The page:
Do All Wisdom Teeth Need to Be Removed?
Wisdom teeth are so named because they come to us a little later in life than our other teeth (typically erupting by ages 16-23). Even though most of us aren’t fully wise by that time, nor do the teeth seem to make us any wiser, the name has stuck.
Some fortunate people have room for their wisdom teeth to erupt normally, and may not need them removed.
More commonly, removing or extracting the wisdom teeth is done to avoid other serious complications to your teeth, mouth tissues and jaws; they can wreak havoc with your dental and medical health.
Impacted wisdom teeth occur when there is not enough room for them to come in correctly. This can cause damage to neighboring teeth, the jawbone, and to nerves within the jaw, to mention only a few potential problems. When even partially exposed, wisdom teeth are susceptible to tooth decay and bacterial infection (‘pericoronitis’), because they are often hard to reach with the toothbrush and are nearly impossible to keep clean.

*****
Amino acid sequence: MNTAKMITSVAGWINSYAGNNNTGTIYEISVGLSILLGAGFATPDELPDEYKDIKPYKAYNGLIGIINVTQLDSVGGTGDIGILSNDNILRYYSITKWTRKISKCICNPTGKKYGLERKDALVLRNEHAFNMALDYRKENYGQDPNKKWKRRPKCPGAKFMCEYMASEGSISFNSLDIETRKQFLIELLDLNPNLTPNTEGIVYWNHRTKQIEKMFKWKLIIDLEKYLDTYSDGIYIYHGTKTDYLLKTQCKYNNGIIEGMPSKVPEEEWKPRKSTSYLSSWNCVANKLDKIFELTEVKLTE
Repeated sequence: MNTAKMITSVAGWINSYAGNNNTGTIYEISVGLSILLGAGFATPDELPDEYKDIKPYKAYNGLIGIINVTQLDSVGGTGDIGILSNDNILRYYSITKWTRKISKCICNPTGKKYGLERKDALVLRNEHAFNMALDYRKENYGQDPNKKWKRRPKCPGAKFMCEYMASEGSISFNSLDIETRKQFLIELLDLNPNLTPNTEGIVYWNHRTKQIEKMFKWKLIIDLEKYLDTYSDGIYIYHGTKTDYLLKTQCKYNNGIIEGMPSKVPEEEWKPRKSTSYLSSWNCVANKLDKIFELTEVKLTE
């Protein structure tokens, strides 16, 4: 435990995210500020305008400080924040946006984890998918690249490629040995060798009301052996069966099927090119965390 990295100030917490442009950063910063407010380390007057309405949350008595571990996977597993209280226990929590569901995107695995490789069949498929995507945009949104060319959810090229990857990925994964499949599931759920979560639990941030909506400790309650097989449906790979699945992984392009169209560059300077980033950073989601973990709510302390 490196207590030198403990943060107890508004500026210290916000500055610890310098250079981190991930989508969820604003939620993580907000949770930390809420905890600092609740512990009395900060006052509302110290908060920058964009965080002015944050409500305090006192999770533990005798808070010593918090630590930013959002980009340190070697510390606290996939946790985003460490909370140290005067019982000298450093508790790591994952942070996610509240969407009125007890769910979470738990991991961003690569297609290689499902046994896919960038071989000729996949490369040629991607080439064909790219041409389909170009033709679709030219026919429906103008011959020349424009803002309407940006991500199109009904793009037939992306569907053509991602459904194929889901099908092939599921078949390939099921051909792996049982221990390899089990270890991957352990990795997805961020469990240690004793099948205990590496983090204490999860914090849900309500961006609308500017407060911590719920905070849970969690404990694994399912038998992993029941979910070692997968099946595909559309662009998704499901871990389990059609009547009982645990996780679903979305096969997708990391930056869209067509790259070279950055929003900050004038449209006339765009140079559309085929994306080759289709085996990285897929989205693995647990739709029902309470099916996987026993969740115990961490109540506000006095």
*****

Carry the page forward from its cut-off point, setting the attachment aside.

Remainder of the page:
To prevent future, and possibly more serious, problems, dentists and orthodontists often recommend removing the wisdom teeth before they erupt, including before the roots grow too long. Oral and Maxillofacial Surgeons believe it’s better to remove the teeth before the teeth cause problems and become more firmly rooted in the jaw. Commonly this should be done when the patients are teenagers or young adults, as the patients are more likely to recover faster from surgery,
Talk to your dentist, orthodontist or Oral Surgeon about these issues and your options. They’ll help you find a surgeon that is best suited for your particular situation.